3-year global coral bleaching event over, but still bad

June 19, 2017 by Seth Borenstein
In this Oct. 26, 2015 file photo, fish swim over a patch of bleached coral in Hawaii's Kaneohe Bay off the island of Oahu. American scientists announced Monday, June 19, 2017, that a record global coral reef bleaching event has finally ended after three deadly years. About three-quarters of the world's delicate coral reefs were damaged or killed by hot water in what scientists say was the largest coral catastrophe in severity, time and amount of area affected. (AP Photo/Caleb Jones, File)

A mass bleaching of coral reefs worldwide has finally ended after three years, U.S. scientists announced Monday.

About three-quarters of the world's delicate coral reefs were damaged or killed by hot water in what scientists say was the largest coral catastrophe.

The National Oceanic and Atmospheric Administration announced a global bleaching event in May 2014. It was worse than previous global bleaching events in 1998 and 2010.

The forecast damage doesn't look widespread in the Indian Ocean, so the event loses its global scope. Bleaching will still be bad in the Caribbean and Pacific, but it'll be less severe than recent years, said NOAA coral reef watch coordinator C. Mark Eakin.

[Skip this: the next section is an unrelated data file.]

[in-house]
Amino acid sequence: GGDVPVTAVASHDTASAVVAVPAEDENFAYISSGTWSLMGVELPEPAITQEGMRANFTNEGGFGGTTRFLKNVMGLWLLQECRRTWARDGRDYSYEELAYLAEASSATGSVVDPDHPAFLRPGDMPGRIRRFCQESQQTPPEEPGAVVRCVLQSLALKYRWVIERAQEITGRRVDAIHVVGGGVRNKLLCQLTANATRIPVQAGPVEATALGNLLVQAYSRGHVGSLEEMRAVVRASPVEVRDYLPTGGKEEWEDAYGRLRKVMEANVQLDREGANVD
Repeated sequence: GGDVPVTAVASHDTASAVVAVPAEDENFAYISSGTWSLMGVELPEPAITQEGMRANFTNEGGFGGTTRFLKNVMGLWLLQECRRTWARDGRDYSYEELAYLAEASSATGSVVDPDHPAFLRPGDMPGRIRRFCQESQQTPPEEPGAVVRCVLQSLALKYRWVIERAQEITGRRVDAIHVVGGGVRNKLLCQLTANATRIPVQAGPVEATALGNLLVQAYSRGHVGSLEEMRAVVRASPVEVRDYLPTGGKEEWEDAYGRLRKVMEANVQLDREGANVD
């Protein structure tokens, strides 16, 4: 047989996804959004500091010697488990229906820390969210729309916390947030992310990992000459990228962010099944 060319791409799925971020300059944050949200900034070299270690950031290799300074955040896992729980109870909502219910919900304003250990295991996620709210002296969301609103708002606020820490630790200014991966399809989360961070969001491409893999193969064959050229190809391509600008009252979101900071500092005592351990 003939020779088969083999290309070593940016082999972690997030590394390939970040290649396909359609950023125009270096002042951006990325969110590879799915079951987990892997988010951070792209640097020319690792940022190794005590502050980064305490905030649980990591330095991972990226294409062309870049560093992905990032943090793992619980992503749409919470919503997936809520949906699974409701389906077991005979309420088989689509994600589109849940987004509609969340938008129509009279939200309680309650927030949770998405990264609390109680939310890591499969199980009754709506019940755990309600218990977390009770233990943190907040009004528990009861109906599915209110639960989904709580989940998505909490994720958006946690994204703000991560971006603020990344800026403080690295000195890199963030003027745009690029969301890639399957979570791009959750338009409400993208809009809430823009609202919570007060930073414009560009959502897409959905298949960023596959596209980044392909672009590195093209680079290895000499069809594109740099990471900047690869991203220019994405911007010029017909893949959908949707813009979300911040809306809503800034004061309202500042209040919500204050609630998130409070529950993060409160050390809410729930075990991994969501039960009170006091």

Places like Australia's Great Barrier Reef, northwest Hawaii, Guam and parts of the Caribbean have been hit with back-to-back-to-back destruction, Eakin said.

University of Victoria, British Columbia, coral reef scientist Julia Baum plans to travel to Christmas Island in the Pacific where the coral reefs have looked like ghost towns in recent years.

"This is really good news," Baum said. "We've been totally focused on coming out of the carnage of the 2015-2016 El Nino."

While conditions are improving, it's too early to celebrate, said Eakin, adding that the world may be at a new normal where reefs are barely able to survive during good conditions.

Eakin said coral have difficulty surviving water already getting warmer by man-made climate change. Extra heating of the water from a natural El Nino nudges coral conditions over the edge.

About one billion people use coral reefs for fisheries or tourism. Scientists have said that coral reefs are one of the first and most prominent indicators of global warming.

"I don't see how they can take one more hit at this point," Baum said. "They need a reprieve."

Explore further: High temperatures, not ocean acidification, is threatening the growth of coral

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